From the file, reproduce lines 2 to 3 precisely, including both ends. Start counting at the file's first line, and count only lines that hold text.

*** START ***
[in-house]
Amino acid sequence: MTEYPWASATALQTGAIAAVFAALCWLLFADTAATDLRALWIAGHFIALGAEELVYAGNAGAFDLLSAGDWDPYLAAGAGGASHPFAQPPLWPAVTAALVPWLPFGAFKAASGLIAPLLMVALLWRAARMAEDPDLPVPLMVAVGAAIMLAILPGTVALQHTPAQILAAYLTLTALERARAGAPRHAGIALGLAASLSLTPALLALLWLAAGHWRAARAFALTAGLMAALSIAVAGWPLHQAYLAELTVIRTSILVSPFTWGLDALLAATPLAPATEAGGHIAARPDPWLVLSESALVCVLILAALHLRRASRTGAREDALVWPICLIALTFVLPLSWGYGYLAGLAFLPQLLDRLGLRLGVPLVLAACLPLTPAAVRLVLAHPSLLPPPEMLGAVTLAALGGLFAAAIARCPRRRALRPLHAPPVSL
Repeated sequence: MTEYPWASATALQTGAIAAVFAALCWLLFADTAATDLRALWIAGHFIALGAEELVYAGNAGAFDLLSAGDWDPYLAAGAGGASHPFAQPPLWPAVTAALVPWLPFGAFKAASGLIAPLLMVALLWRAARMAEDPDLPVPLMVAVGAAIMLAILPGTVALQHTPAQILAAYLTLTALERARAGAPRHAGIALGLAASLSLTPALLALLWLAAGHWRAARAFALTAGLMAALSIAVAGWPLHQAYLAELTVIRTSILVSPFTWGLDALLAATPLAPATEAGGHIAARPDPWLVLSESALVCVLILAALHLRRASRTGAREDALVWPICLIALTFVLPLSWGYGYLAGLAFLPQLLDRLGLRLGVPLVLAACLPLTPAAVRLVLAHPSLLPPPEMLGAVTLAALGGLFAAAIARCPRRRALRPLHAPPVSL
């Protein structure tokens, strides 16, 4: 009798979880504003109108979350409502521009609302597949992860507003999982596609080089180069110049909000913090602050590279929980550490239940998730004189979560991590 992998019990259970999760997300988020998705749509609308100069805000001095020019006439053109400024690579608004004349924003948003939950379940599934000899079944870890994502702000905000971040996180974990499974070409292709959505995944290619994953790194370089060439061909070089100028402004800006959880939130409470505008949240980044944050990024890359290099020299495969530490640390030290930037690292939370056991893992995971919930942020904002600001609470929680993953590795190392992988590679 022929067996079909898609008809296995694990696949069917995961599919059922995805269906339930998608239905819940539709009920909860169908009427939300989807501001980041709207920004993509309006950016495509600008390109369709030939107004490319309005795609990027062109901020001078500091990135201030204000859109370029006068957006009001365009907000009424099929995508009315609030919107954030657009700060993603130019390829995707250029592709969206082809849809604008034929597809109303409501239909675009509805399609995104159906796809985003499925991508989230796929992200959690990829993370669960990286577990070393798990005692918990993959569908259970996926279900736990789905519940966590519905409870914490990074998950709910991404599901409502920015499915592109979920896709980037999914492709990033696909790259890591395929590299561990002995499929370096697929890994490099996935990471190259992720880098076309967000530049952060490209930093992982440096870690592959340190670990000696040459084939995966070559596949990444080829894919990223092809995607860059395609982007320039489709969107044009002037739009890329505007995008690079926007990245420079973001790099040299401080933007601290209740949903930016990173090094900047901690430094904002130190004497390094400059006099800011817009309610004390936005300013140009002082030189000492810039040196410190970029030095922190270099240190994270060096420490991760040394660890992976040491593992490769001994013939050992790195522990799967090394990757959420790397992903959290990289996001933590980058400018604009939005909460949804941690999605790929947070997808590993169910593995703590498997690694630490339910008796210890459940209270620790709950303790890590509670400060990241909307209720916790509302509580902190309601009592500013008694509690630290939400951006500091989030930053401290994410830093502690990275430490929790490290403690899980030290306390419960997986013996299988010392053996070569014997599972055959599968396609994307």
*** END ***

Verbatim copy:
Amino acid sequence: MTEYPWASATALQTGAIAAVFAALCWLLFADTAATDLRALWIAGHFIALGAEELVYAGNAGAFDLLSAGDWDPYLAAGAGGASHPFAQPPLWPAVTAALVPWLPFGAFKAASGLIAPLLMVALLWRAARMAEDPDLPVPLMVAVGAAIMLAILPGTVALQHTPAQILAAYLTLTALERARAGAPRHAGIALGLAASLSLTPALLALLWLAAGHWRAARAFALTAGLMAALSIAVAGWPLHQAYLAELTVIRTSILVSPFTWGLDALLAATPLAPATEAGGHIAARPDPWLVLSESALVCVLILAALHLRRASRTGAREDALVWPICLIALTFVLPLSWGYGYLAGLAFLPQLLDRLGLRLGVPLVLAACLPLTPAAVRLVLAHPSLLPPPEMLGAVTLAALGGLFAAAIARCPRRRALRPLHAPPVSL
Repeated sequence: MTEYPWASATALQTGAIAAVFAALCWLLFADTAATDLRALWIAGHFIALGAEELVYAGNAGAFDLLSAGDWDPYLAAGAGGASHPFAQPPLWPAVTAALVPWLPFGAFKAASGLIAPLLMVALLWRAARMAEDPDLPVPLMVAVGAAIMLAILPGTVALQHTPAQILAAYLTLTALERARAGAPRHAGIALGLAASLSLTPALLALLWLAAGHWRAARAFALTAGLMAALSIAVAGWPLHQAYLAELTVIRTSILVSPFTWGLDALLAATPLAPATEAGGHIAARPDPWLVLSESALVCVLILAALHLRRASRTGAREDALVWPICLIALTFVLPLSWGYGYLAGLAFLPQLLDRLGLRLGVPLVLAACLPLTPAAVRLVLAHPSLLPPPEMLGAVTLAALGGLFAAAIARCPRRRALRPLHAPPVSL